This study, published in the prestigious scientific journal Proceedings of National Academy of Sciences, further reinforces the role of Bt-crops in the improvement of crop yields and quality, food safety as well as in the reduction of pesticide or herbicide usage.
However, other GMO-related concerns continue to hold. For example:
• Are GMOs safe to eat? Some people worry about the use of viral DNA during the genetic modification process and the possible integration of viral DNA into the human DNA. However, the studies undertaken so far, failed to produce evidence that this ever occurrs and therefore GMO varieties are considered safe at this level. Also, GMO technology allows for the choice of plant tissue where a biological trait is to be expressed. This means that the actual portion of the crop used for human or animal consumption might deliberately not express the added protein. This strategy adds a layer of safety that is not achievable by conventional breeding techniques.
• Are there environmental risks associated with the loss of crop genetic diversity? Agricultural intensification and the replacement of landraces, heritage varieties, and early breeding commercial varieties has resulted in the loss of crop genetic diversity in developed countries. The widespread cultivation of GMOs will probably continue this trend in developing countries, but only to the same extent as if high-yield conventionally breed varieties were used for the same effect. To diminish the conflict between agricultural intensification and genetic conservation needs, ex-situ seed banks and in-situ genetic reserves need to be established as part of national strategies for the conservation of plant genetic resources. Also, environmentally-friendly measures, compatible with the use of GMOs or high-yield conventionally breed varieties, might be put in place by the grower to mitigate loss of biodiversity.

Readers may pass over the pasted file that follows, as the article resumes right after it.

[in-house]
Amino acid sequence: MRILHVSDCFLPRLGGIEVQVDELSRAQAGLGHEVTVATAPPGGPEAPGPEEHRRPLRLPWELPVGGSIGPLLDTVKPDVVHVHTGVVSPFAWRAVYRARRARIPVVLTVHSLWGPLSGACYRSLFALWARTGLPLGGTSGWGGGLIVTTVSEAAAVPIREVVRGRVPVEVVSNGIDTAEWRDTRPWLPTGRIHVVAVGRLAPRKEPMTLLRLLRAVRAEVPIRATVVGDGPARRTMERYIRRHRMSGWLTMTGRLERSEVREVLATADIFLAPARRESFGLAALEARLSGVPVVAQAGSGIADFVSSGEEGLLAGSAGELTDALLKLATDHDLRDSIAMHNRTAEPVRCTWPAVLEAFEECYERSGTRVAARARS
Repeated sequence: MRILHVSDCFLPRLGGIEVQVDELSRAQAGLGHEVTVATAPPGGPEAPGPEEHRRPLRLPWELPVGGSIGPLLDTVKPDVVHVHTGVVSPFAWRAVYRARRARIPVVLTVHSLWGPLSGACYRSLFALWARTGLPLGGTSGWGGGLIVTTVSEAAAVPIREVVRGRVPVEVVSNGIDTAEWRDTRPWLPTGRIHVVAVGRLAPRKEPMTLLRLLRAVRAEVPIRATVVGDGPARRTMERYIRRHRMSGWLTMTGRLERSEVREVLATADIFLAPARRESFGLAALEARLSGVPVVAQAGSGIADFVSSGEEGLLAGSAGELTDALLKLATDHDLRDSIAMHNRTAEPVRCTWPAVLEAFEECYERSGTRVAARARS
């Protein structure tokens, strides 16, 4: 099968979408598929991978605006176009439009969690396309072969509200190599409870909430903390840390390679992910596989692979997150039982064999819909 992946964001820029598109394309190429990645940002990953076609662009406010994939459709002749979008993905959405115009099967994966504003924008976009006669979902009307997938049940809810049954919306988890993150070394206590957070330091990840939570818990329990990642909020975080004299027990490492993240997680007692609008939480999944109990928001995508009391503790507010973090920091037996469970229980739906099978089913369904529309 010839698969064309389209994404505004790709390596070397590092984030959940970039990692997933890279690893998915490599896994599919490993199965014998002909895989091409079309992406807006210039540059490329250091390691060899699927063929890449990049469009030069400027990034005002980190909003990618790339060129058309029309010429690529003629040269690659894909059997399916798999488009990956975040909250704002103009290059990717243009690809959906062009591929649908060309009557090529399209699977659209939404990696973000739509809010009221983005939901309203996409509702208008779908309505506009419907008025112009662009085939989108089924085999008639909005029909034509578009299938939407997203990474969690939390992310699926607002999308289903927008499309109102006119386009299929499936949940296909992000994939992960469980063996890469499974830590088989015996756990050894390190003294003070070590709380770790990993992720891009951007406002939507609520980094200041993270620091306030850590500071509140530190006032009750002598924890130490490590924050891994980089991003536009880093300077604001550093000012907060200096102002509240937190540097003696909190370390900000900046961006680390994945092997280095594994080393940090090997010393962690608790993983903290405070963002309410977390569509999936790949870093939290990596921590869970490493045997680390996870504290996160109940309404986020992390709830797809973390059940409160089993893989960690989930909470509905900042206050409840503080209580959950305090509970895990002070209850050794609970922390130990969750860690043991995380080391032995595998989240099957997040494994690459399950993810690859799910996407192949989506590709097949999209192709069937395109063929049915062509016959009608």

• Are there environmental risks associated with gene flow from the GMO to wild plants which could increase the risk of pest resistance across the ecosystem? Gene flow occurs naturally, so some national or regional ethics committees recommend that the possible consequences of gene flow between GMO plants and their wild-relatives are considered and measured on a case-by-case basis. Also, GMO technology allows for the use of safety genes that interfere with the fertility of the pollen grains, and therefore prevent effective gene flow. Again, this could be regarded as yet another safety measure that is not achievable by conventional breeding.